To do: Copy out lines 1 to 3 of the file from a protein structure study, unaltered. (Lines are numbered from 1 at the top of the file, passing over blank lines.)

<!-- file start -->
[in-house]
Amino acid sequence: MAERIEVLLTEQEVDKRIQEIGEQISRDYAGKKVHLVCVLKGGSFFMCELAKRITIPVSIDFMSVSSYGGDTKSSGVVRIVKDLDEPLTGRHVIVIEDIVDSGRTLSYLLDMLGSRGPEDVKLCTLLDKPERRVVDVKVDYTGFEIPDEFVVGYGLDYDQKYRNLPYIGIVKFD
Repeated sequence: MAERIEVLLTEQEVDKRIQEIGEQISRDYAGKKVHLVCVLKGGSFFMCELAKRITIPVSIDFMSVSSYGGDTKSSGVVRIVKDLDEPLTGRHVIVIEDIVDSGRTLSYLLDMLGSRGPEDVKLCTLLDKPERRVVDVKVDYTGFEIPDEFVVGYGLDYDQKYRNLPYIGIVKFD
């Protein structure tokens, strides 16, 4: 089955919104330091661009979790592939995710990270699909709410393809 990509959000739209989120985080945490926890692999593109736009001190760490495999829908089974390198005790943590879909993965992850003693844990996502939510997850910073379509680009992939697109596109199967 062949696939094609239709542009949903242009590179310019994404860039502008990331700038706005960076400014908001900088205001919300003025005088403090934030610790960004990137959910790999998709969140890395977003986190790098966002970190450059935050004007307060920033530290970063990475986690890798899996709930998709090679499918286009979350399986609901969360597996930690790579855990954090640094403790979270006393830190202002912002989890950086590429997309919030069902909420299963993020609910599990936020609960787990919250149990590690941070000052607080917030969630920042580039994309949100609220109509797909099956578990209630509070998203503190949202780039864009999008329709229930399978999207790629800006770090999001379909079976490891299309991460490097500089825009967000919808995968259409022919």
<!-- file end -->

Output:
[in-house]
Amino acid sequence: MAERIEVLLTEQEVDKRIQEIGEQISRDYAGKKVHLVCVLKGGSFFMCELAKRITIPVSIDFMSVSSYGGDTKSSGVVRIVKDLDEPLTGRHVIVIEDIVDSGRTLSYLLDMLGSRGPEDVKLCTLLDKPERRVVDVKVDYTGFEIPDEFVVGYGLDYDQKYRNLPYIGIVKFD
Repeated sequence: MAERIEVLLTEQEVDKRIQEIGEQISRDYAGKKVHLVCVLKGGSFFMCELAKRITIPVSIDFMSVSSYGGDTKSSGVVRIVKDLDEPLTGRHVIVIEDIVDSGRTLSYLLDMLGSRGPEDVKLCTLLDKPERRVVDVKVDYTGFEIPDEFVVGYGLDYDQKYRNLPYIGIVKFD